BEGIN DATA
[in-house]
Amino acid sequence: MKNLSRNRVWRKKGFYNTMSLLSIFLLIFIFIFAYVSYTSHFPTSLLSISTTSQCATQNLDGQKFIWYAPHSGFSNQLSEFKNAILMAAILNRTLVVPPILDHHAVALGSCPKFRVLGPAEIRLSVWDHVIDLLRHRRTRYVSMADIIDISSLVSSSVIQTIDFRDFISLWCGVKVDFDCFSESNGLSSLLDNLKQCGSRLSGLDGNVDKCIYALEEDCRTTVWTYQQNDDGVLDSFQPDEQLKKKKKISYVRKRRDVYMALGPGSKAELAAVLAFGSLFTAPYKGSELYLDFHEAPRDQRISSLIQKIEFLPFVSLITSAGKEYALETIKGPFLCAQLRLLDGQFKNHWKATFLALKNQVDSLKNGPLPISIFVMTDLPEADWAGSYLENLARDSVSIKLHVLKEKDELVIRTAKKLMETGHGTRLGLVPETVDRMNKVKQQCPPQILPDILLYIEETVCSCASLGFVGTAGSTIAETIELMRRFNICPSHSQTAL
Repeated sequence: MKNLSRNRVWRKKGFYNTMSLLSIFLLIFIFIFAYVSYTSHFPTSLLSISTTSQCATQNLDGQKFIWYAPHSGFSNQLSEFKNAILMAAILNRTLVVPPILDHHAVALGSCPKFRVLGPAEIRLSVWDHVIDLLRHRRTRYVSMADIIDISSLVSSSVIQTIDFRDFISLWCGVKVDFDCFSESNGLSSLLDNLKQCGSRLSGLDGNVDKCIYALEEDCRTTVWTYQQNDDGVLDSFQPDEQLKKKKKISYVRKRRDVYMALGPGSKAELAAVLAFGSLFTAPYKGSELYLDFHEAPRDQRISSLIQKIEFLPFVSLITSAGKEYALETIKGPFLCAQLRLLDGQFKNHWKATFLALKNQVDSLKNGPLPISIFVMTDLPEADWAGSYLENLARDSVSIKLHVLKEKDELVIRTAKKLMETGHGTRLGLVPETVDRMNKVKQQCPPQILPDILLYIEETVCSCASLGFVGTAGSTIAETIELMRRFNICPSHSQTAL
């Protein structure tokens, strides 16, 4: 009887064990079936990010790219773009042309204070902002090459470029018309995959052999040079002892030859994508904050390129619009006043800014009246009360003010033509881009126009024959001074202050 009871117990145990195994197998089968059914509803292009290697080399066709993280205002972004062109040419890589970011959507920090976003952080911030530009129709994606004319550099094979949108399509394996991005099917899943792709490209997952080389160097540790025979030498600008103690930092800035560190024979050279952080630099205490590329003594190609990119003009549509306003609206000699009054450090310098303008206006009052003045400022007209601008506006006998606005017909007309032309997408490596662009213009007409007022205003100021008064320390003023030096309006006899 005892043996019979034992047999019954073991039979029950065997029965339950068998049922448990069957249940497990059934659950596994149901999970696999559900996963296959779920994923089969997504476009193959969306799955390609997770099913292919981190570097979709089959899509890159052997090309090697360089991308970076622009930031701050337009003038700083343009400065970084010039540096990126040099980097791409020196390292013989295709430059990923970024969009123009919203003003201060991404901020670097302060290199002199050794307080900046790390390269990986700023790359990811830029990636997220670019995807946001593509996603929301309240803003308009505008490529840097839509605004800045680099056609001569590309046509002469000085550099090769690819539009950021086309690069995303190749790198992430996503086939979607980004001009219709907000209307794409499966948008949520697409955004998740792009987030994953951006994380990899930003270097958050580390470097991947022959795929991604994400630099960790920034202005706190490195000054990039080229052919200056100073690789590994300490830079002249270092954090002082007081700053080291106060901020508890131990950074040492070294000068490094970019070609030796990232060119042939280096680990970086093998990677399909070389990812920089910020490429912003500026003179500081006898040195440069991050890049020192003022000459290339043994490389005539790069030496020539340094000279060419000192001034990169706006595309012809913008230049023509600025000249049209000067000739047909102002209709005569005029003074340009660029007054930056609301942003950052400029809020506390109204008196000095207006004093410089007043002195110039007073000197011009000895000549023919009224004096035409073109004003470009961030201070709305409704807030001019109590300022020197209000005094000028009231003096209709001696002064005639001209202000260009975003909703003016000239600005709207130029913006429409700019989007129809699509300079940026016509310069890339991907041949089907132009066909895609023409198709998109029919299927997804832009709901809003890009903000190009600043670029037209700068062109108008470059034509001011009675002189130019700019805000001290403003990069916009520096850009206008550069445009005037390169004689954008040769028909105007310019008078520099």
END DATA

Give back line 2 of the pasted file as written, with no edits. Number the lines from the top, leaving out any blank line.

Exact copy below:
Amino acid sequence: MKNLSRNRVWRKKGFYNTMSLLSIFLLIFIFIFAYVSYTSHFPTSLLSISTTSQCATQNLDGQKFIWYAPHSGFSNQLSEFKNAILMAAILNRTLVVPPILDHHAVALGSCPKFRVLGPAEIRLSVWDHVIDLLRHRRTRYVSMADIIDISSLVSSSVIQTIDFRDFISLWCGVKVDFDCFSESNGLSSLLDNLKQCGSRLSGLDGNVDKCIYALEEDCRTTVWTYQQNDDGVLDSFQPDEQLKKKKKISYVRKRRDVYMALGPGSKAELAAVLAFGSLFTAPYKGSELYLDFHEAPRDQRISSLIQKIEFLPFVSLITSAGKEYALETIKGPFLCAQLRLLDGQFKNHWKATFLALKNQVDSLKNGPLPISIFVMTDLPEADWAGSYLENLARDSVSIKLHVLKEKDELVIRTAKKLMETGHGTRLGLVPETVDRMNKVKQQCPPQILPDILLYIEETVCSCASLGFVGTAGSTIAETIELMRRFNICPSHSQTAL